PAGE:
Thames Valley Police seizes £1.8m from criminals – as fraud recoveries surge

These proceeds are used to tackle crime, or are returned to victims.
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Thames Valley Police seized £1.8 million in assets and money from criminals in the year to March, new figures show.

Police forces can recover the proceeds of crime through confiscation and forfeiture orders, which require those found guilty to pay a fine, or give the police the power to seize assets from them.

These proceeds are then used to tackle crime, or are returned to victims.

Home Office figures show around £1.8 million was seized by Thames Valley Police, photo from Yui Mok PA ImagesHome Office figures show around £1.8 million was seized by Thames Valley Police, photo from Yui Mok PA Images
Home Office figures show around £1.8 million was seized by Thames Valley Police, photo from Yui Mok PA Images

Home Office figures show around £1.8 million was seized by Thames Valley Police last year in the year to March – a fall from £2.3 million in 2021-22.

Across England, Wales and Northern Ireland the total value of assets recovered was around £339 million – a 5% drop from the year before.

A large proportion of this was from fraud cases – the Serious Fraud Office was responsible for almost £103m in confiscation and forfeiture orders, slightly more than the £102m recovered by all local police forces combined.

It is unclear whether this is from a larger volume of fraud cases, or from the crime being dealt with more effectively.

In May, the Government launched a three-year fraud strategy, which included measures to prevent financial cold calling, and gives enforcement agencies greater powers to tackle cryptocurrency scams.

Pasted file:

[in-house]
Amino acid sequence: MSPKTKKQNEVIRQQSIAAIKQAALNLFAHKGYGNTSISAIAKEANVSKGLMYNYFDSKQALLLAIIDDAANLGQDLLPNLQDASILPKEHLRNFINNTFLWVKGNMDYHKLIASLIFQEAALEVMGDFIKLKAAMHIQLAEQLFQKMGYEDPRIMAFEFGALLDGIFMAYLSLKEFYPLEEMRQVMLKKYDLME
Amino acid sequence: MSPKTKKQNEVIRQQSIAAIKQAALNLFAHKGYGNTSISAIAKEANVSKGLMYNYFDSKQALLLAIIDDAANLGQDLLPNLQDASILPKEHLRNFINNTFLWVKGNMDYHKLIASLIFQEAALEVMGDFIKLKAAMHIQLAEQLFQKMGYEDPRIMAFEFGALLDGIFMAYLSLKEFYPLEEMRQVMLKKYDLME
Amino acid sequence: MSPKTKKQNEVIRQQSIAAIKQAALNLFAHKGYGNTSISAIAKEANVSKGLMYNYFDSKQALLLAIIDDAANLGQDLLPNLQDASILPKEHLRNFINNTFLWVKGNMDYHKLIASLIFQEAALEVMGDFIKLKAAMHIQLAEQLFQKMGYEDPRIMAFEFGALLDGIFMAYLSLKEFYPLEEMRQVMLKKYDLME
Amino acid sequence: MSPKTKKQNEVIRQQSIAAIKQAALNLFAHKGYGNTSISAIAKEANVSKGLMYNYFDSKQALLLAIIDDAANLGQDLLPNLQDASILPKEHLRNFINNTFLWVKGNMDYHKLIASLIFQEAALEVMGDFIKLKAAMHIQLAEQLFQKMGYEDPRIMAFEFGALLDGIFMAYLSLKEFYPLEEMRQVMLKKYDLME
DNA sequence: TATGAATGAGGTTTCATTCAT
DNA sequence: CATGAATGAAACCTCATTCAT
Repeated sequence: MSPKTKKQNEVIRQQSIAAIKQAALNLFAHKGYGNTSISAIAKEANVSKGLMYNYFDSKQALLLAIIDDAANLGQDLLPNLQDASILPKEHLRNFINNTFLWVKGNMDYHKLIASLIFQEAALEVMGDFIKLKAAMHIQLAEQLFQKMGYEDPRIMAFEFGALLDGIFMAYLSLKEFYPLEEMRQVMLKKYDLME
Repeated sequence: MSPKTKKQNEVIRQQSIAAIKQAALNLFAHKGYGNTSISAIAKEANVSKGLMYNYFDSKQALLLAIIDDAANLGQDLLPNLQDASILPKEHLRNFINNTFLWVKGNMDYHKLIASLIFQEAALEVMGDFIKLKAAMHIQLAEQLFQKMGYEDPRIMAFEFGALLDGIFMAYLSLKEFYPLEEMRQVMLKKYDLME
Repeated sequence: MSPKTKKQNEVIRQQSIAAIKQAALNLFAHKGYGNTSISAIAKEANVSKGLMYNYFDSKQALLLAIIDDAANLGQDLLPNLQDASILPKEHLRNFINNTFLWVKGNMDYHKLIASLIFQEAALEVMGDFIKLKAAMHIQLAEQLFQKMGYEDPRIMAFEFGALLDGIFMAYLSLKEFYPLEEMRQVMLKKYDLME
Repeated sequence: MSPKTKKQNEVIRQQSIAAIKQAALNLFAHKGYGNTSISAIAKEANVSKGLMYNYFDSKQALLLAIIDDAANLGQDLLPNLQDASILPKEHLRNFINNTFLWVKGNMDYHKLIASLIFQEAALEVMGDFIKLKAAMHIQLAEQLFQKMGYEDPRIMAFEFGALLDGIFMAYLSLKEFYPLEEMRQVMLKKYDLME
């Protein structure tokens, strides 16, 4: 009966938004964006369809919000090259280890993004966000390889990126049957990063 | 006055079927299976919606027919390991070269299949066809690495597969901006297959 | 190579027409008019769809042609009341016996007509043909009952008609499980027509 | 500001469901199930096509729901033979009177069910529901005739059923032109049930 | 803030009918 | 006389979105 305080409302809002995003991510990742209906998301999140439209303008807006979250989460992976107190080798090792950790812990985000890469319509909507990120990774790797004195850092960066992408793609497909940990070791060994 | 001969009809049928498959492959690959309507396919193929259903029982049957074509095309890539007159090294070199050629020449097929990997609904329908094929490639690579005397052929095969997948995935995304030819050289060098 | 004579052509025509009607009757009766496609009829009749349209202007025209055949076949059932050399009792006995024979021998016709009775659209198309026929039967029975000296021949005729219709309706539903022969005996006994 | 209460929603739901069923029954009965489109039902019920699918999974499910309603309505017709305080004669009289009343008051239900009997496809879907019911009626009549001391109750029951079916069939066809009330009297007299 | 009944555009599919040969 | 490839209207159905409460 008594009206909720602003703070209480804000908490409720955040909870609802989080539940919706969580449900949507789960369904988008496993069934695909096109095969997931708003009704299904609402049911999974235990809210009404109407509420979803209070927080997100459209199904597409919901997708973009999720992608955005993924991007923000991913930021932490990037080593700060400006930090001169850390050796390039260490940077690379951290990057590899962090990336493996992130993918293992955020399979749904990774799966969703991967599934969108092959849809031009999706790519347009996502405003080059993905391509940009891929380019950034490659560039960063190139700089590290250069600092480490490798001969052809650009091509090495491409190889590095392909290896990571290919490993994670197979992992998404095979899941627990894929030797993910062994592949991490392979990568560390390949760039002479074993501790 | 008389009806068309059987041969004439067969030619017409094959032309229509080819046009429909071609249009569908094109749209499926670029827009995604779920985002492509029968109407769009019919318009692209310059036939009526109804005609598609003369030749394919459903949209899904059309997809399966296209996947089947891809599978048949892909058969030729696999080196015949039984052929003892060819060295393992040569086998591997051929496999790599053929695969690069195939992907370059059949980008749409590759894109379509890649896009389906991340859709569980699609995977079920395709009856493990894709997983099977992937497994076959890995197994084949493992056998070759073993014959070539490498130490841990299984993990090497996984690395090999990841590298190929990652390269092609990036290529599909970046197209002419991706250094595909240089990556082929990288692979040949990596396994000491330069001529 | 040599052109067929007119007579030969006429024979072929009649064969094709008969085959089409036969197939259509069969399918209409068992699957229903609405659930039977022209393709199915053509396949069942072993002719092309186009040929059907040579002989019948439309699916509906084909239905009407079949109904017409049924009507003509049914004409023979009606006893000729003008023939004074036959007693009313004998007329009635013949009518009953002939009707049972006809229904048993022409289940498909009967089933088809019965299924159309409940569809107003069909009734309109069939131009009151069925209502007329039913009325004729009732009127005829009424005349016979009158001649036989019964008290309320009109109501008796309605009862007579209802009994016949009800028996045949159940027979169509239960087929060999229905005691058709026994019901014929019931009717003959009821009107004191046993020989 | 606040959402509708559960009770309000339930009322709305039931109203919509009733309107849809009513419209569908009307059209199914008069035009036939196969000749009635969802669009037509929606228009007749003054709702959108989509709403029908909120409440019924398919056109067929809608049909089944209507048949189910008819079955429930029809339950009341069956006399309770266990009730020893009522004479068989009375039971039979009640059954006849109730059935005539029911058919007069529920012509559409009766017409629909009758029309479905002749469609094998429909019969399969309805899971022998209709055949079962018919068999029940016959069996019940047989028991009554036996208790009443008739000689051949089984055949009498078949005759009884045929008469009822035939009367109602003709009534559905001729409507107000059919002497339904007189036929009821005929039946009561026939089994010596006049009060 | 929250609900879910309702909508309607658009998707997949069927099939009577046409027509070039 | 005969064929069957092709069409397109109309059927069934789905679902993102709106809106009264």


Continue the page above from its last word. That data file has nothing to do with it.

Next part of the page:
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Law enforcement bodies also receive funding based on the value of assets they have seized – local police forces received nearly £49 million in the last financial year through the scheme, £635,000 of which went to Thames Valley Police.

However, from the £179 million recovered through confiscation orders, less than £16 million was paid back as compensation to victims – the lowest level in at least five years.

Nearly £11 million of this was for victims of fraud.

A Home Office spokesperson said: "This Government is fully committed to ensuring the full force of the law is used to deprive criminals of their ill-gotten gains and the confiscated assets given as compensation to innocent victims.

"Over the past six financial years £1.6 billion has been recovered in criminal assets, including nearly £340 million during the past year, and we continue to work at pace to improve our asset recovery regime to recover more criminal funds," they added.